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Learning How To Paint Clouds With Oil Paints

Art League of Nassau County hosts landscape oil painter.

Having a hard time painting realistic-looking clouds with oil paints? Howard Rose, a plein air artist from Woodbury, showed the artists present at the Art League of Nassau County's Friday evening demonstration at Clinton G. Martin's recreation center how to do so.

“Clouds are amorphic and landscapes are freer than portraits [to paint]," Rose said. “With a person’s portrait you have to get a likeness, but with landscapes you have more flexibility.”

Rose suggested that one way to combat the elusiveness of clouds is to take photographs of them.  He uses Canon G-10 and Lumix Panasonic cameras.  He showed how he collected photos and magazine pictures and put them into special binders. He takes many photos himself, but he also collects copies of his favorite artists’ works, such as those of Calvin Liang.

Using a photo he took of dunes and clouds down at Tobay Beach as a reference, Rose painted a small oil on a board toned with a blue ground.  He showed how to achieve luminosity in the clouds.  Some tips Rose suggested were to use a limited palette of ultramarine blue, cadmium yellow and alizarin crimson.  Also, keep individual colors on the canvas or board clean until you decide to blend at the end so you don’t have “mud."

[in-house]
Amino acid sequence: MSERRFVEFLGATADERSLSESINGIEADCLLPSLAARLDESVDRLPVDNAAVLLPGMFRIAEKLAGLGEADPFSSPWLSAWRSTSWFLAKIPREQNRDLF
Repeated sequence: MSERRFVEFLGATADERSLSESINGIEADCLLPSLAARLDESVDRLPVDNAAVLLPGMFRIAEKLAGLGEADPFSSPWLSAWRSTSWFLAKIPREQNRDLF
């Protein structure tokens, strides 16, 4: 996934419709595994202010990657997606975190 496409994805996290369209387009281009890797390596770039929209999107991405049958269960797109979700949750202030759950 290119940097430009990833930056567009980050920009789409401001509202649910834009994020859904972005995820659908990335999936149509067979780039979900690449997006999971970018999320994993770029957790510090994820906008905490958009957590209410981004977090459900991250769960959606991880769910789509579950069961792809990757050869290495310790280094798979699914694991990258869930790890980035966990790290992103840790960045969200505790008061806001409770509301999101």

Rose’s materials include a portable “Open Box M” wood pochade box to hold his supplies.  Inside he has his Princeton bright (short and flat) brushes in numbers two, four and six with filberts (rounded and flat) in two, four and six.  They are small because his work is not large.  With oil paints, any type is fine for Rose, whether it is Winsor-Newton, Old Holland and Grumbacher.  He also travels with turpentine that hangs in a metal container with a hook underneath the box, paper towels with plastic bag to hold the used ones and an umbrella to protect him from the elements.  The inside of the box is shellacked to use as a palette, but to prevent the oil paint colors from seeping into the wood.

After Rose finished his demonstration painting, the raffle for it was won by Dorothy O’Brien, historian for the ALNC.

“I love it," O'Brien exclaimed. "It’s just so fresh. It speaks to me. I love the shore and the shadows are so beautiful."

Marianne Reamer, refreshments chairperson remarked, “The painting is harmonious and establishes a mood.”

The ALNC, formed in 1925, has four goals for its members: To exhibit their art in public, have workshops, to give artists an opportunity to join together in fellowship and to host monthly demonstrations by our area’s top fine artists in various mediums.  It meets at the Clinton G. Martin Recreation Center, located at 1601 Marcus Avenue, at the corner of Marcus and New Hyde Park Road near Union Turnpike. The next meeting will be in May, with a demonstration of an oil portrait by Ron Silverman.  All residents are invited and refreshments are provided.  Visit www.ArtLeagueofNC.org for more information.

Howard Rose teaches classes several days a week at the National Art League in Douglaston, Bailey Arboretum in Locust Valley and in Jericho.  His show, “Coastal Landscapes of Long Island” will be at Trapani Fine Art in Manhasset in May.  Rose’s website is www.HowardRose.com.

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